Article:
Stress is everywhere. It’s just the nature of the game. If it were possible to completely eliminate stress, I am sure most, if not all, of us would. Stress really affects your body’s blood glucose in two ways:
- It changes the way your body handles insulin
- It can cause you to change the way you take care of yourself.
Stress can be mental, physical, emotional, even spiritual. Each can cause a similar chemical reaction in your body. For some Diabetics, exercising regularly provides the level of stress relief needed to control their health. Others need a little more help in managing stress.
Emotional stress is one of the hardest to control, and can be brought on by a myriad of situations; a fight with a spouse, the stress of taking care of an aging/ailing parent, worrying about a stable future, a difficult job situation… unfortunately, there are countless stressful situations in this thing called life.
A good tip is to develop coping strategies that will enable you to have more control over how stressed out you get. You can’t control all situations, but you can control your reaction to them. For some people, it helps to put the situation in perspective and ask if this is really that big a deal? Others take action to fix the problem, thus reducing the stress. And some people just remove themselves from the situation entirely – in some situations, this is truly the only way to avoid getting too stressed out. This could include transferring jobs or changing positions within a company.
There is no right or wrong way for you to choose which is the best method for you. I try to always act out putting it in perspective, and taking action. I don’t like to feel helpless (does anyone?), and there is something powerful to be said for doing what you can to better a situation. If I know a situation might stress me out, sometimes I do avoid the situation. Like if a friend is constantly being negative and bringing you down – sometimes it’s okay to decline a lunch date with that person. I practice self-preservation by assessing situations and deciding how best to handle them to keep my own stress levels stable. And a good tip I got from an old friend was asking myself “in two weeks, will this still upset me?” if the answer is yes, the issue has merit, and needs to be handled accordingly. If in two weeks you wouldn’t still be upset about something, it’s not worth getting up in arms about. Like yes, in two weeks time I might still be upset by a friend’s betrayal, but I would not still be upset about being 10 minutes late for an appointment or a lunch date.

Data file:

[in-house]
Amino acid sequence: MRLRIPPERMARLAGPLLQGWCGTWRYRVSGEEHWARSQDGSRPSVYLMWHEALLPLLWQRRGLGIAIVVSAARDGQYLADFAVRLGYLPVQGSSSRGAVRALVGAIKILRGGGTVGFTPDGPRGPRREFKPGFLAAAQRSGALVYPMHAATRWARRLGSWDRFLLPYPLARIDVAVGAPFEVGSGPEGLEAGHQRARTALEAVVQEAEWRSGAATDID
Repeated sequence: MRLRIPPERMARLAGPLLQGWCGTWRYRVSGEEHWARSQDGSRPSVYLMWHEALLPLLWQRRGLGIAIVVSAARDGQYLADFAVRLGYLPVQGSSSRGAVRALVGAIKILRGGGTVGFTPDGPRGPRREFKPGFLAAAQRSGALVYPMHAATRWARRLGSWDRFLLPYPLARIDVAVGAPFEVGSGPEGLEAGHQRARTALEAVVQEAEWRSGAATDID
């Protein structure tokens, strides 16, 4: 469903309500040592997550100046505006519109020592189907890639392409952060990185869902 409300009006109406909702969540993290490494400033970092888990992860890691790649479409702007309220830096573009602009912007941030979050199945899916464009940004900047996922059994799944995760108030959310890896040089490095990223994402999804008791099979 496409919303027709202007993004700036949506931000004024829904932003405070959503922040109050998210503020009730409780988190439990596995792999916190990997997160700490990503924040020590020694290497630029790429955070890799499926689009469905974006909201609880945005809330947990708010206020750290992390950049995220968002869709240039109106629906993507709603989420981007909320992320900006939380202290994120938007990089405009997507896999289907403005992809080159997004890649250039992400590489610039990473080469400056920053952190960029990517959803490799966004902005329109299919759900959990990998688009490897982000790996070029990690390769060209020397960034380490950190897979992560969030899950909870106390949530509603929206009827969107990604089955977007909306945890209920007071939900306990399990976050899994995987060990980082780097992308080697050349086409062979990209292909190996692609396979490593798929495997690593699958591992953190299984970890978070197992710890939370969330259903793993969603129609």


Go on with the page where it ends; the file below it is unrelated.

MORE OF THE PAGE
As for physical stress, sometimes that’s harder to control, because you can’t always avoid it. You are likely, at some point, to fall ill, or be injured. It’s important to note that in these situations, it’s important for you to seek medical attention, or monitor your condition closely. It is always better to be safe than sorry.
Life happens. To all of us. You are not the only one dealing with life, so take solace in the fact that we all have our struggles. Do the best you can to deal with them, using your own health as a great motivator. You are worth it.